Now, I know a lot of people may be thinking, “I do complex decision analysis! I have even more advanced models for considering what the right choice is! This is amateur stuff!” To this, I would respond that if you are actually looking for the ‘right’ choice rather than the ‘best available’ choice or a ‘timely, decent’ choice, you’re still messing this up. I’ve been in organizations with highly complex models for decision-making, but the reality is that once they ran their analyses, everyone still argued about which decision was the ‘right’ one with the implication being that all other options were wrong. With all their high powered decision analysis, they still wasted a ton of time debating between two or three options that were all an 85% solution and would probably get them where they needed to go.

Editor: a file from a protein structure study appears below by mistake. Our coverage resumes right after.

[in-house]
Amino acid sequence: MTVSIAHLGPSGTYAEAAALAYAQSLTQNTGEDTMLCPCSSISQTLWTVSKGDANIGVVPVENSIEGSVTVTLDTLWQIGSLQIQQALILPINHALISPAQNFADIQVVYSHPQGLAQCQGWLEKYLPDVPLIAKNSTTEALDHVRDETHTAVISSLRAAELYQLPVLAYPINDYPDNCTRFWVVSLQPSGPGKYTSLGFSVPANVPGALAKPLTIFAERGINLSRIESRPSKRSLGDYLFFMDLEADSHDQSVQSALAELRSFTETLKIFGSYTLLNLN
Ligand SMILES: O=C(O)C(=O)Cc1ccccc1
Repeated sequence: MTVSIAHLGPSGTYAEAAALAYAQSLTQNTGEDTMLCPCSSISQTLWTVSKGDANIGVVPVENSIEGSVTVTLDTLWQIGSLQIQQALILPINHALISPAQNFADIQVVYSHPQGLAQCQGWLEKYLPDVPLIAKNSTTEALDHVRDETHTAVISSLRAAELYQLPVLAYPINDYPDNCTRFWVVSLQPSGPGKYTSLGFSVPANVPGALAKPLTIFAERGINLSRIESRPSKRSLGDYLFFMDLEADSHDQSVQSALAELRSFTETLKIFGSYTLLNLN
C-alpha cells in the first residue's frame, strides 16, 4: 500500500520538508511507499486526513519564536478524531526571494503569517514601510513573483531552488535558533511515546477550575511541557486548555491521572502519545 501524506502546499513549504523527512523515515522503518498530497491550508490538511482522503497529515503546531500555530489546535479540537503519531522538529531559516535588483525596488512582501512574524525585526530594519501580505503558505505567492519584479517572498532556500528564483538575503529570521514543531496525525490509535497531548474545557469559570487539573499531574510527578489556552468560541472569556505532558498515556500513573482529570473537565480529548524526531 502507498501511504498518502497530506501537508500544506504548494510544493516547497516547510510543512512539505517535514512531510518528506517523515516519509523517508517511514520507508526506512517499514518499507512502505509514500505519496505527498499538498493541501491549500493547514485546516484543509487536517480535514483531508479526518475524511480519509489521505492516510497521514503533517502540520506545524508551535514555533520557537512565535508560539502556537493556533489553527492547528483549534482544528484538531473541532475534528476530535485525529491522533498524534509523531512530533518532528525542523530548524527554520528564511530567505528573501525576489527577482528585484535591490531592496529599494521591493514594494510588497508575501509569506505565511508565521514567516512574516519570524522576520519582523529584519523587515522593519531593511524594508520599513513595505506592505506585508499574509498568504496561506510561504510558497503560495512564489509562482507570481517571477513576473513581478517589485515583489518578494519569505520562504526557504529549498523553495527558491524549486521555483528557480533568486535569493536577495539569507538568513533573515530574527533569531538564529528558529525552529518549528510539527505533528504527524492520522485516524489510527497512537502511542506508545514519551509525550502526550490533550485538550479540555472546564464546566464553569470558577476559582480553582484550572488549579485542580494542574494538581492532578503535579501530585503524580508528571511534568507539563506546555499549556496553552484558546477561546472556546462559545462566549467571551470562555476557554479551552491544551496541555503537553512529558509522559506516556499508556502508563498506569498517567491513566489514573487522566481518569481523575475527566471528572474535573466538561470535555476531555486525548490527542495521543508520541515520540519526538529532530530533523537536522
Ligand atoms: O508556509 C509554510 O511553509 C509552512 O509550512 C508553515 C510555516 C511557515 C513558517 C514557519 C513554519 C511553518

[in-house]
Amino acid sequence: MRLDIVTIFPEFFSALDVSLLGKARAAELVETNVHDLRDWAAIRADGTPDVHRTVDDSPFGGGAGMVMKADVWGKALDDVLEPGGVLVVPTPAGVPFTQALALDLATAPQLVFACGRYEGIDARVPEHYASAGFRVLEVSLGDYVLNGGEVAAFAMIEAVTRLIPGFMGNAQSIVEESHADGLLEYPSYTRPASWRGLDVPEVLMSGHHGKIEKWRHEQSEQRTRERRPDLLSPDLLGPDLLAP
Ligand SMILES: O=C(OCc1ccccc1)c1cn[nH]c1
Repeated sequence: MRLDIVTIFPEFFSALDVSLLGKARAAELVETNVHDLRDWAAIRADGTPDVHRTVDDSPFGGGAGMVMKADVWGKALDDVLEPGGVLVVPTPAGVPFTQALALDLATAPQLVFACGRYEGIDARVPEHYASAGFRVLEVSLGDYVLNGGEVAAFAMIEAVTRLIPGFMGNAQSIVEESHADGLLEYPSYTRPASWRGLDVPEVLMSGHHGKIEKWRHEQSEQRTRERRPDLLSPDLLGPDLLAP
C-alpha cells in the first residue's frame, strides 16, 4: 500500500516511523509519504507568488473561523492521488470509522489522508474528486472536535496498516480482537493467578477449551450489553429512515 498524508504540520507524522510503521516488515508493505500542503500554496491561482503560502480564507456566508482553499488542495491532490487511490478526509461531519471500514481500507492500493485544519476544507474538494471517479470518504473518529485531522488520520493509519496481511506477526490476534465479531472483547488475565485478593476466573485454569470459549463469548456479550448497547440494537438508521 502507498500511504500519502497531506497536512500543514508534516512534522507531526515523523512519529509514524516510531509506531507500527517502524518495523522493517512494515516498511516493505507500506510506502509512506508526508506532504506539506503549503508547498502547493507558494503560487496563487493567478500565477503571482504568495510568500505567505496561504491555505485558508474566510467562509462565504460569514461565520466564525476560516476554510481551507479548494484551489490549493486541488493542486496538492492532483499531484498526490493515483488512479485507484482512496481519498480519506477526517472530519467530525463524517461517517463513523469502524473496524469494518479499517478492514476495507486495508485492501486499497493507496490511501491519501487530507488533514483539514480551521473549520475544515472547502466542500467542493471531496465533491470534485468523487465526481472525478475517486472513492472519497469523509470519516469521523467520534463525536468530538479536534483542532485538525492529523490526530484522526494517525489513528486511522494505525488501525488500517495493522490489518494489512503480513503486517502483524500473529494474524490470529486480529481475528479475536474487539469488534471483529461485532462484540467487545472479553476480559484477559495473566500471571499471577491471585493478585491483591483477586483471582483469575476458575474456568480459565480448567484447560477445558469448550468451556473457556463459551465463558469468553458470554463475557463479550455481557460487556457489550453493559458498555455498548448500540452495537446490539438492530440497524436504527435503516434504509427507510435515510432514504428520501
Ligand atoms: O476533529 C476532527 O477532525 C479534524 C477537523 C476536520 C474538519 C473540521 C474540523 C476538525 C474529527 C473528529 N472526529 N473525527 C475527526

This isn’t about having a model that examines options or stack ranks them or whatever, it is about the belief that we get to know what choice is/was ‘right’ for any complex decision. We don’t, certainly not before we’ve made it, and honestly not even after.
Success May Have Nothing to do with Your Decision